Frequent Questions

What is Waste Minimization?

Waste Minimization refers to the use of source reduction and/or environmentally sound recycling methods prior to treating or disposing of hazardous wastes. Waste minimization includes source reduction practices that reduce or eliminate waste generation at the source and environmentally sound recycling practices where source reduction is not economically practical. Waste minimization does not include waste treatment, i.e., any process designed to change the physical, chemical, or biological character or composition of a hazardous waste or waste disposal. For example, compacting, neutralizing, diluting, and incineration are not waste minimization practices.

EPA's preferred hierarchical approach to solid waste disposal includes source reduction as the first solution, followed by recycling, then incineration, then disposal in landfills. 

Source reduction includes any practice that reduces the quantity and/or toxicity of pollutants entering a waste stream prior to recycling, treatment, or disposal. Examples include: equipment or technology modifications, reformulation or redesign of products, substitution of less toxic raw materials, improvements in work practices, maintenance, worker training, and better inventory control.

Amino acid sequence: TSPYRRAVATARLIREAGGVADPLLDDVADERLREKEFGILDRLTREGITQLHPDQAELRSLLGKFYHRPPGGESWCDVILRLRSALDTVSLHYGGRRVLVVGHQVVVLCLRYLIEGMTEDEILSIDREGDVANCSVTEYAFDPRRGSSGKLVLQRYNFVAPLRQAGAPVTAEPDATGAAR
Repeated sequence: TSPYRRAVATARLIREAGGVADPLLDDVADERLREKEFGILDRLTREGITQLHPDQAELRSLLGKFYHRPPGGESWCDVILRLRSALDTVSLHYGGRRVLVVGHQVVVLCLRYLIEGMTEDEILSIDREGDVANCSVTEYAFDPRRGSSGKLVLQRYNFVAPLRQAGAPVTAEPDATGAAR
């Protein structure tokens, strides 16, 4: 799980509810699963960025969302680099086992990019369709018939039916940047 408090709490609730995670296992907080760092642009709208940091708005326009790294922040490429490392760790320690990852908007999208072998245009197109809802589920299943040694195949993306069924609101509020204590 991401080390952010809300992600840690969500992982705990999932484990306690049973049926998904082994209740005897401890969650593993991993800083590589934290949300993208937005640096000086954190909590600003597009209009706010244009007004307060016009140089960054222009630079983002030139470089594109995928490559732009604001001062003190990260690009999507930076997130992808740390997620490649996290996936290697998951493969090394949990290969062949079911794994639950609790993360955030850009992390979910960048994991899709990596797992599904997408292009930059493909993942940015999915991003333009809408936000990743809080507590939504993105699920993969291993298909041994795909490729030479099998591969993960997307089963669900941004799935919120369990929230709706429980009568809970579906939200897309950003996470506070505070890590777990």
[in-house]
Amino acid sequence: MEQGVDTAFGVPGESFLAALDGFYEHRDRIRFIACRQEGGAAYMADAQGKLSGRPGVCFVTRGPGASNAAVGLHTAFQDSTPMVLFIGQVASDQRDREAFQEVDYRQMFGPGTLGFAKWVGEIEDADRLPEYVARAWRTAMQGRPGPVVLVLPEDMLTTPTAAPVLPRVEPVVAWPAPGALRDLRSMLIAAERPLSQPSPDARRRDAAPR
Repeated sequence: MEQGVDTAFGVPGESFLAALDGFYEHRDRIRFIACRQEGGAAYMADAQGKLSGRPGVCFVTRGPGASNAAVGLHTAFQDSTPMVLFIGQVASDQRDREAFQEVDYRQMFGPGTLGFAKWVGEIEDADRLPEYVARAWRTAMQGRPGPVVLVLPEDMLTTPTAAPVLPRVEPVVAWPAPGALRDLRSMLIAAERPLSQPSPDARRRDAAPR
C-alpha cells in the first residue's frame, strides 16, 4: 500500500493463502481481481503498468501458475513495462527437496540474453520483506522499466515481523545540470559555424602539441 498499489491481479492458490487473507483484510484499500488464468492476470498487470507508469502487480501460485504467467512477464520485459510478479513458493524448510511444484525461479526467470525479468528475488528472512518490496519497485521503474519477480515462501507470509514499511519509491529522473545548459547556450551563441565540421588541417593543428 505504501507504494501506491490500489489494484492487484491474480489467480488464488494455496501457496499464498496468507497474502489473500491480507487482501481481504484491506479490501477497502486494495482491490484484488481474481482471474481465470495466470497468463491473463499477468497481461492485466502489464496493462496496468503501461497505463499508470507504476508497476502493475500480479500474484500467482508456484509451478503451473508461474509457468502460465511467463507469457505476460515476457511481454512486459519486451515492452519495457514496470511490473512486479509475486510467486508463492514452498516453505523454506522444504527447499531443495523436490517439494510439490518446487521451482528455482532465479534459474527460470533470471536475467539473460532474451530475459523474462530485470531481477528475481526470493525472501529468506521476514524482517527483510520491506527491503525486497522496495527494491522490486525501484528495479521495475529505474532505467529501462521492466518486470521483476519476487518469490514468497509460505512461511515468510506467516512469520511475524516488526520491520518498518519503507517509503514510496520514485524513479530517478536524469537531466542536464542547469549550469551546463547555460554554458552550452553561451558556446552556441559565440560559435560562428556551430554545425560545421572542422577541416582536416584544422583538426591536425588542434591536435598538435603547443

Recycling includes the use, reuse and/or reclamation of waste residuals (that may be designated as a hazardous waste) or materials in a hazardous waste. A material is "used or reused" if it is used as an ingredient in an industrial process to make a product or if it is used as an effective substitute for a commercial product. A material is "reclaimed" if it is processed to recover a usable product, or if it is regenerated.

For more information, see http://www.epa.gov/epawaste/hazard/wastemin/index.htm.

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